What is focus?
Let's take an example. Have you ever seen a hassled mom trying to get her young daughter to leave whatever she is doing and do something else? It's a common enough sight: Young children can get so wrapped up in whatever they're doing that it takes a lot of persuasion to get them to switch their attention.
This ability to focus totally on one thing comes naturally to young children, but it's one of the biggest challenges that most of the rest of us face. We struggle to concentrate and, because of this, fail to get on with the work we're doing.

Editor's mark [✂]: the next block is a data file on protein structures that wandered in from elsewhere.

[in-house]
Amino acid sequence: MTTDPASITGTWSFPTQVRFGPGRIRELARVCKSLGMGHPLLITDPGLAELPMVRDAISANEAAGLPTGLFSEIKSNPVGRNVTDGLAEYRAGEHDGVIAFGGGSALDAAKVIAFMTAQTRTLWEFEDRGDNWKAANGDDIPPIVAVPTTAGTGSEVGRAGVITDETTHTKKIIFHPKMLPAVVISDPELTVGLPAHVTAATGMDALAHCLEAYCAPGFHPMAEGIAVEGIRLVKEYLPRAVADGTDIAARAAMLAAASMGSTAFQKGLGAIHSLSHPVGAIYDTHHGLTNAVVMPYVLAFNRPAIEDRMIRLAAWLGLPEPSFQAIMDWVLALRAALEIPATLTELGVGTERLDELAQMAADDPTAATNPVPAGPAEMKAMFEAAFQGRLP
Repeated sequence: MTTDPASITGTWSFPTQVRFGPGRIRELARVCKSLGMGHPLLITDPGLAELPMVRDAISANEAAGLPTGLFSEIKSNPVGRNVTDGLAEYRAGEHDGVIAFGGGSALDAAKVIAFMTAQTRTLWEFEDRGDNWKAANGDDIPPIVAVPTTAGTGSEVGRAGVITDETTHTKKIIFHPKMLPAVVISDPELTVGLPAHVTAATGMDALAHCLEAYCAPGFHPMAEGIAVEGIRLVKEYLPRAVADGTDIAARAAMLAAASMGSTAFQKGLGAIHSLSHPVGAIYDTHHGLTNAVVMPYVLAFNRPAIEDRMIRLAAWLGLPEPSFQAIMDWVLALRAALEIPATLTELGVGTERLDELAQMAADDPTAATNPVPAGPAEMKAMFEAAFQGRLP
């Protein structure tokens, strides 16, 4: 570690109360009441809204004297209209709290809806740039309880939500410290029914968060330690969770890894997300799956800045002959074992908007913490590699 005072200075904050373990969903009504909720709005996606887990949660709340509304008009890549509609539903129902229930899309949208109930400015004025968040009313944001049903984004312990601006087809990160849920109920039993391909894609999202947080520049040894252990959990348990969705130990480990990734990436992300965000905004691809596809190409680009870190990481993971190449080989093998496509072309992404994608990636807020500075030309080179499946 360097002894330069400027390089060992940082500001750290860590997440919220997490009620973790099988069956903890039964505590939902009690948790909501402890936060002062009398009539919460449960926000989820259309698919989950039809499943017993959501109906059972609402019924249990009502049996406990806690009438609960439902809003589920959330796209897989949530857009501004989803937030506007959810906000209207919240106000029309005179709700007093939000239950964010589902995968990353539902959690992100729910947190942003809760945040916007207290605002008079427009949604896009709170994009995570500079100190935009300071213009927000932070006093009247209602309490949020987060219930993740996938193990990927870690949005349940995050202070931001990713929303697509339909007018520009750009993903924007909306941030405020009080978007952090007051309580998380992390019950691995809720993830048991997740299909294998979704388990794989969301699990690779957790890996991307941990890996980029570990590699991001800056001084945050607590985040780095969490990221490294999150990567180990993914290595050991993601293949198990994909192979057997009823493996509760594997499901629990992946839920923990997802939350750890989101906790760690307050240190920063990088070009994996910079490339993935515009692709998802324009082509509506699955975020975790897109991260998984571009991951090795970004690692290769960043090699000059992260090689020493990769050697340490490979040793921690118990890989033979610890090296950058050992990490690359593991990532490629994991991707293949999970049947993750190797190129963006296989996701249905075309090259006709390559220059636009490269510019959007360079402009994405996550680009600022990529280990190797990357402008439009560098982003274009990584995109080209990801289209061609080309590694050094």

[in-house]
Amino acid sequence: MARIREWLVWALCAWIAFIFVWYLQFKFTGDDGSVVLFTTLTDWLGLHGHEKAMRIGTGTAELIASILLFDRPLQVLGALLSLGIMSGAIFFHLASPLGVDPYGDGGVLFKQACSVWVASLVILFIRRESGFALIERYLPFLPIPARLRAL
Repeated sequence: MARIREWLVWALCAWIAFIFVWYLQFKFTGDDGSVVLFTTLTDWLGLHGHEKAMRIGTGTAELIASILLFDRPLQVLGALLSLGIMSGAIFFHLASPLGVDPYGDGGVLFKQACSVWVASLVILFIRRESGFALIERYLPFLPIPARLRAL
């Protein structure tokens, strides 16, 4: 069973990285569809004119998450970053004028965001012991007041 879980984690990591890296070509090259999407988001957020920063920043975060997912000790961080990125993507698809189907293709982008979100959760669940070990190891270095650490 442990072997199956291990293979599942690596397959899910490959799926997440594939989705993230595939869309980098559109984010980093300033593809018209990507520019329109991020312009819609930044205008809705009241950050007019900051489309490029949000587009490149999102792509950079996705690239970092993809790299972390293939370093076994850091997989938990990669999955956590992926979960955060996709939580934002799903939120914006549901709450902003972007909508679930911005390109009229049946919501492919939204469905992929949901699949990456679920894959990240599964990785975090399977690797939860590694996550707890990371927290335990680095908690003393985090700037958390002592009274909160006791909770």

Some people, though, seem able to focus intensely on what they're doing, and perform exceptionally well as a result. Modern psychologists refer to this state of absolute absorption or concentration in what we are doing, as being "in flow."
Mihaly Csikszentmihalyi, who first described the concept, suggests that this state of being able to achieve total focus applies to almost every field of activity. According to Csikszentmihalyi, flow involves "being completely involved in an activity for its own sake. The ego falls away. Time flies. Every action, movement, and thought follows inevitably from the previous one, like playing jazz. Your whole being is involved, and you're using your skills to the utmost". So how do we enter this "ecstatic" state?
Flow is easiest to achieve when:
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